Interview with Guilhem Martinez

Photo Supplied by PR

Guilhem Martinez knows music. May it be writing or recording it with his band, Lost Love or helping found Pouzza Fest earlier in the decade, he’s got all of his bases covered! Considering the music festival’s name comes from combining the deliciousness of poutine and pizza, you have to assume he knows a thing or two about great food, too.

You’ve recorded a new album with your band as well as you perform solo but you also work in the music festival world with Pouzza Fest! Where did the original idea for that come from to start working with Pouzza? Does being in a band help what you do for Pouzza?

I was 19 when I moved to Montreal and it was exactly when the first Pouzza was taking place (May 2011). I’ve always been playing in bands and when I moved to Montreal, I wanted to get involved with the “scene”. So, the year after, I was volunteering for Pouzza. My job was to drive around the “bigger” bands and I loved it. I was pretty impressed also. Anyway, Hugo knew me a little bit because I booked his band when I was 14 in my hometown and for Pouzza 3, I started to be more involved with Pouzza. That’s when I started to book for the festival. Always on a volunteer basis. In 2015, Hugo and Helene (who are the 2 co-founders of the festival) asked a few people they trusted if they wanted to get involved with Pouzza because they didn’t want to keep on doing Pouzza if they had to bear the whole weight of it on their shoulders. I mean… Pouzza is not making any money and even though some people don’t believe that, it’s always been about trying to make a fun festival for everyone. In 2015, I was still at school, so I didn’t have any money. However, I’m lucky enough to have parents who paid for my university years, so I was able to get a student loan, just to become a shareholder of Pouzza and somehow, save Pouzza from an imminent death. Since then, we’ve all been a happy Pouzza family and everything goes way smoother now that we’re a bunch of people handling everything.

As for the second question, I try not to mix my band and Pouzza. I don’t like having people telling me “I helped your band, get me on Pouzza” or “You didn’t get my band on Pouzza, I won’t help your band!”. And I get a lot of those.

What do you hope is different with Pouzza Fest than the many other music festivals out there?

The first thing I thought when I read the question was the number of bands with only men in them. White dudes with beards. It’s a “classic” for that genre of “punk”. However, with Pouzza, we try to include as many bands with people that are not men. I think with Pouzza 8, we have 35% of the bands that have at least one member of the band that isn’t a man. It’s pretty overwhelming to see all those festivals with 95%+ bands that only include men. We think this whole music thing should be inclusive to everyone.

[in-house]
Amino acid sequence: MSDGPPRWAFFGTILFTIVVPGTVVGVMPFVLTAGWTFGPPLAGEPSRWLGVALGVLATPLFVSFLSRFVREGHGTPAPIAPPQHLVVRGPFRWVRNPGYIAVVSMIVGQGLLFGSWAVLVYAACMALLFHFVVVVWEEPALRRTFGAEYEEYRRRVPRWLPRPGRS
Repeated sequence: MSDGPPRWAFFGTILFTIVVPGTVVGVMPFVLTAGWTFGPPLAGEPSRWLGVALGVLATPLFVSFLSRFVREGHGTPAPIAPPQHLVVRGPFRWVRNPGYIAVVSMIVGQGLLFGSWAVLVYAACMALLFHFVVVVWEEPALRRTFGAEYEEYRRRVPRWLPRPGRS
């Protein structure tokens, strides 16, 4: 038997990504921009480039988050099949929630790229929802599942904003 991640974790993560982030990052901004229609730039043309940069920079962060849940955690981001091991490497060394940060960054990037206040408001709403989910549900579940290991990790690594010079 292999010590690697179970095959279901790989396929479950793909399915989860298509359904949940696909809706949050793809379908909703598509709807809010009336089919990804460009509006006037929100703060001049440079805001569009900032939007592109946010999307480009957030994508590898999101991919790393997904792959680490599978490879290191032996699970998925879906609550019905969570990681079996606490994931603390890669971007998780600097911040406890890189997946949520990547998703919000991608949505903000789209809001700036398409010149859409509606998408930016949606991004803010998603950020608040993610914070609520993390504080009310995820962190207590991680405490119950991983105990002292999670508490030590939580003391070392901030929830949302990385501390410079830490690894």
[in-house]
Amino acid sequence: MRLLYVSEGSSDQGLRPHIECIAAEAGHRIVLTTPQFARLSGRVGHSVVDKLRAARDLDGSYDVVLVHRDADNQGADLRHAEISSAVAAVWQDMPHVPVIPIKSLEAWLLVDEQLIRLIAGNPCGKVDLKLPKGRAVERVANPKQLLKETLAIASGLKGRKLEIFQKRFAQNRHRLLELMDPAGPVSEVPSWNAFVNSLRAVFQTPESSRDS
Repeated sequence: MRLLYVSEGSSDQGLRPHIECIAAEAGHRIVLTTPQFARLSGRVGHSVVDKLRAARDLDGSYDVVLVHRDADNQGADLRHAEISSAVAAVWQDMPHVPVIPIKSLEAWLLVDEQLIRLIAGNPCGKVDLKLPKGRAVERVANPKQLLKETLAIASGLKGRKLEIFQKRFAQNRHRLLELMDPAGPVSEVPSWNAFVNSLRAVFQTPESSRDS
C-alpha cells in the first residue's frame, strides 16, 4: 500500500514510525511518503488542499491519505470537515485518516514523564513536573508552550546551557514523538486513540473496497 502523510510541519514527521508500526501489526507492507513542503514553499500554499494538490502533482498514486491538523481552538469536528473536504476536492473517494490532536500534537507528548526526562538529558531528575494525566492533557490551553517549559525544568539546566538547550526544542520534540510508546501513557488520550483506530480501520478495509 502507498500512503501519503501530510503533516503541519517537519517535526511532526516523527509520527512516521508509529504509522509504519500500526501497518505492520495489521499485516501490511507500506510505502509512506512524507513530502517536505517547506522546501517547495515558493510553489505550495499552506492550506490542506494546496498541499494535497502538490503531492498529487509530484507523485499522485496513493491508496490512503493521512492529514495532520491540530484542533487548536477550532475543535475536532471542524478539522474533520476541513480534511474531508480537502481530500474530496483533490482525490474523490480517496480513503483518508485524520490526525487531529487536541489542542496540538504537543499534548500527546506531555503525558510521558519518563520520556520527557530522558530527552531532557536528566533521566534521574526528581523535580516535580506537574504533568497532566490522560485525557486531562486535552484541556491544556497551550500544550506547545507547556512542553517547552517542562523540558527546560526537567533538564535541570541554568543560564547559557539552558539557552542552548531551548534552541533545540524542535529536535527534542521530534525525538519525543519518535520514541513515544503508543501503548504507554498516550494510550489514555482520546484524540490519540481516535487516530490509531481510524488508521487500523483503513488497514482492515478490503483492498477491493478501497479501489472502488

Also, the second thing I thought when I read the question was that Pouzza is a great mix of small “new” bands to discover and bigger bands that you already knew and enjoyed. I think it’s important to go from a venue to another and to find out about new bands.

Finally, we have a really cool outdoor site and I think we should enjoy it while we still have the chance to do it there. Support the festival, buy a pass, buy some beers and buy some merch.

What would you say are the biggest differences between when Pouzza Fest started back in 2011 to today? How has it grown?

Everything is going more smoothly. Even if it grew bigger, I think everyone knows what they have to do and our volunteers totally nail it every year. We could run this festival without all the volunteers.

Tell us about your new album. What are the top three feelings you want an audience to leave with after seeing you perform live?

The new album is a journey through the eyes of a very busy gentleman who would like to throw everything away and become a dog because dogs are better than humans and their lives can be much cooler and stressless than ours.

Top 3 feelings after seeing us:

1. “Wow… Lost Love sounds a lot like Weezer/Jeff Rosenstock now… I wonder if it’s on purpose or …?!”

2. “The music was catchy and the smiles on the faces of all the band members made me wanna smile too. I don’t know why it’s called Lost Love though. They should just be called “Lovely”.

3. “I like their shirts. Those guys surely have a great stylist”

What’s your favourite part of expressing yourself with music?

The myriad of meanings a song can have depends on who’s listening to it.

What are you most looking forward to in the next six months?

Playing those new songs live. Going back to Europe with Lost Love and doing solo shows. Playing Pouzza in Montreal, Booze Cruise Fest in Hamburg and The Fest in Gainesville.

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